Kinder Morgan Inc's (NYSE:KMI) Chief Operating Officer and eventual CEO, Steven Kean, spoke at a recent investor conference. He touched on a lot of subjects including what is driving future demand, as well has his thoughts on oil. While those two topics dominated much of his talk, there were three other important things he took the time to address that investors and analysts should know about the company's business.
No change in outlook
Kinder Morgan completed the acquisition of its affiliated MLPs within the past month. However, during that time a lot changed in the energy industry due to the dramatic drop in oil prices, but not much has changed with respect to Kinder Morgan. This was pointed out by Kean in his opening remarks by saying,
Now, a lot has happened even just in the few short weeks since that transaction closed. There's been a lot of blood spilled in oil markets, certainly. We're very happy to have the business mix that we do, and you see most of our businesses here are fee-based terminal and pipeline businesses. That's where most of our $8 billion plus of earnings before DD&A come from.
Because most of its earnings are derived from fee-based assets Kean is not really worried about the drop in oil prices. It also doesn't hurt that the company's oil production is well hedged in the short-term and it also has substantial coverage for its dividend to the tune of an estimated $500 million in excess cash flow. That's why the company's outlook isn't changing despite the big changes in the energy market.
Why Kinder Morgan is so good at calling its shots
He went a little deeper into the makeup of the company's businesses and how it operates, which is the key to the company's ability to project so accurately. He said that,
The business is more predictable. It enables you to call your shots a little bit more. The stable, fee-based assets we're able to project down. When we get into the budget meetings every year, on an $8 billion plus base of EBITDA, what we're spending all of our time debating is a $300 million to $350 million difference between our outlook and what the business units turned in as an additional draft. I mean, we're talking about kind of the tippy top of the revenue stream here.
With so much certainty, the company can fairly accurately project its earnings not just for the next quarter, but for years in advance. However, the company doesn't just look at the big picture, it manages every little detail. Kean pointed this out by saying,
[...] we manage for the details. We manage -- every week we update financially. We update our operational performance and everything else, project performance, major commercial transactions. But, we update our financial outlook for that month, that quarter, and that year every week, every week. So, if something's changing, contract not renewing in May or something, we're sitting here in February, we're reacting to that. So, we stay on top of our business. We stay on top of our risks and opportunities. We don't let a week go by without them being acted on. And when you do that, you always know where you stand.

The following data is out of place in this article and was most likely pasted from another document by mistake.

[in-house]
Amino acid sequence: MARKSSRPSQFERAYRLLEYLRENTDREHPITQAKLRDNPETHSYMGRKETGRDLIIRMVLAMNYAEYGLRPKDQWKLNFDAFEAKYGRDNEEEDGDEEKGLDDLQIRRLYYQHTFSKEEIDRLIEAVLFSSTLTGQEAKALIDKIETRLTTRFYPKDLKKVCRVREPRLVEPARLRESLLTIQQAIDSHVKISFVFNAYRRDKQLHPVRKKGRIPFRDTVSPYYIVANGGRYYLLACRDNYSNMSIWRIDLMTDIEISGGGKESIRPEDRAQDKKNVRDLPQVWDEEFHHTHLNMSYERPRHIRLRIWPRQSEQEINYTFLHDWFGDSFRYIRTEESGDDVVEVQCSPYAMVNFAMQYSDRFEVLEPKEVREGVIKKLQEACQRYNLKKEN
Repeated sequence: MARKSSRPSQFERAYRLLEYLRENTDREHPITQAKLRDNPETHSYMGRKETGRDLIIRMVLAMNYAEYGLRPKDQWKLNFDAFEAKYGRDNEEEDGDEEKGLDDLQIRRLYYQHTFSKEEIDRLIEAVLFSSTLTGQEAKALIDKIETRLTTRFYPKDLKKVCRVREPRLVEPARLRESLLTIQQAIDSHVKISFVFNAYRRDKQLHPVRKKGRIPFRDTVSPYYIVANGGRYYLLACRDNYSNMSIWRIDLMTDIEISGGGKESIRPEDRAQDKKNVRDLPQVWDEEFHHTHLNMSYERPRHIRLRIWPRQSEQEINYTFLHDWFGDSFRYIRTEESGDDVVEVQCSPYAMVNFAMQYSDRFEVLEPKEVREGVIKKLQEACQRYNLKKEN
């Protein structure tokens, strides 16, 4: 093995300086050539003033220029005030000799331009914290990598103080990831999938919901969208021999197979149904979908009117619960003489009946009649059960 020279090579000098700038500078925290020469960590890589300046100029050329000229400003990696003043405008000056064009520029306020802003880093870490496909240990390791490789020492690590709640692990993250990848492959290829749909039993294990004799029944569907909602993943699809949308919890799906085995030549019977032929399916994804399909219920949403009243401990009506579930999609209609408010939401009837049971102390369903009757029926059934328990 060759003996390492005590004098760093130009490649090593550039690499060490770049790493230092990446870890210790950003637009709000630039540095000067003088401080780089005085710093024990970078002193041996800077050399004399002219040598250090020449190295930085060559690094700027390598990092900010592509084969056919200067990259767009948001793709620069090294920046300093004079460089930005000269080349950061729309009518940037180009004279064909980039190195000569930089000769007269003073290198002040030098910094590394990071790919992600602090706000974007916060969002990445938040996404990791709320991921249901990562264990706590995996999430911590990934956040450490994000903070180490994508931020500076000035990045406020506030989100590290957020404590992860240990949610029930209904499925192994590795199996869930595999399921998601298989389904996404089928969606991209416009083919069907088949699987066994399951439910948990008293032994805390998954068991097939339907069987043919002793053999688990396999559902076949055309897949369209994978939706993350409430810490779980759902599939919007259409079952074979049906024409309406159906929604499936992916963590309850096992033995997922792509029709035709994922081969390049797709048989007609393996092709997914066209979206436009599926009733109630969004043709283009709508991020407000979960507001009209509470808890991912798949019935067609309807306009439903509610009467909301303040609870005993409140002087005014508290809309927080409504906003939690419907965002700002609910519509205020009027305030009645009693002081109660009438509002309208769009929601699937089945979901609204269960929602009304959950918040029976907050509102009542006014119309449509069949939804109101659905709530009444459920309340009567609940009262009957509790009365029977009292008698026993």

The combination of having secure assets while also managing every detail before it becomes a problem has enabled the company to develop quite the track record of accurately projecting its results. We see this on the following slide.
As that slide notes, the company missed its expectations one time in 14 years. More often than not it under-promised and over-delivered. That's what the company expects to continue to do for the foreseeable future.
Thoughts on M&A
The last area Kean touched on was the company's opportunities for new acquisitions. The company has a fairly strong track record of making acquisitions as it closed $24.6 billion in deals since it was founded. These deals, as we see on the chart below, represent more than half of the company's investments over that period.
On that subject, Kean had this to say,
We also have opportunities in this new relative valuation environment for acquisitions. Those are harder to call. There are a lot of things you have to work through to make that work. But, we've barely slipped off our 52 week high, and a lot of the rest of the industry has been hit pretty hard. And some of that is because companies are less valuable, but some of it may be an overreaction. Some of it may be companies that have good backlogs that maybe are going to have more difficulty financing them. We're going to be looking for those opportunities out there.
While the company can't project when it will make its next deal it sees the potential for compelling opportunities due to the current turmoil in the energy market. One area in particular he pointed out was companies that could have trouble with financing. Given that Kinder Morgan's credit rating is investment grade, it could be a key company to step in and either acquire assets that need to be funded, or entire companies that need funding, because it has that access to capital.
While the energy sector is filled with worry these days, that's not something we see at Kinder Morgan. The company's outlook hasn't changed because its business is as stable as it gets. Further, the company sees the current turbulence as an opportunity for acquisitions making this an exciting time to be an investor in Kinder Morgan.
Matt DiLallo has the following options: short January 2016 $32.5 puts on Kinder Morgan and long January 2016 $32.5 calls on Kinder Morgan. The Motley Fool recommends Kinder Morgan. The Motley Fool owns shares of Kinder Morgan. Try any of our Foolish newsletter services free for 30 days. We Fools may not all hold the same opinions, but we all believe that considering a diverse range of insights makes us better investors. The Motley Fool has a disclosure policy.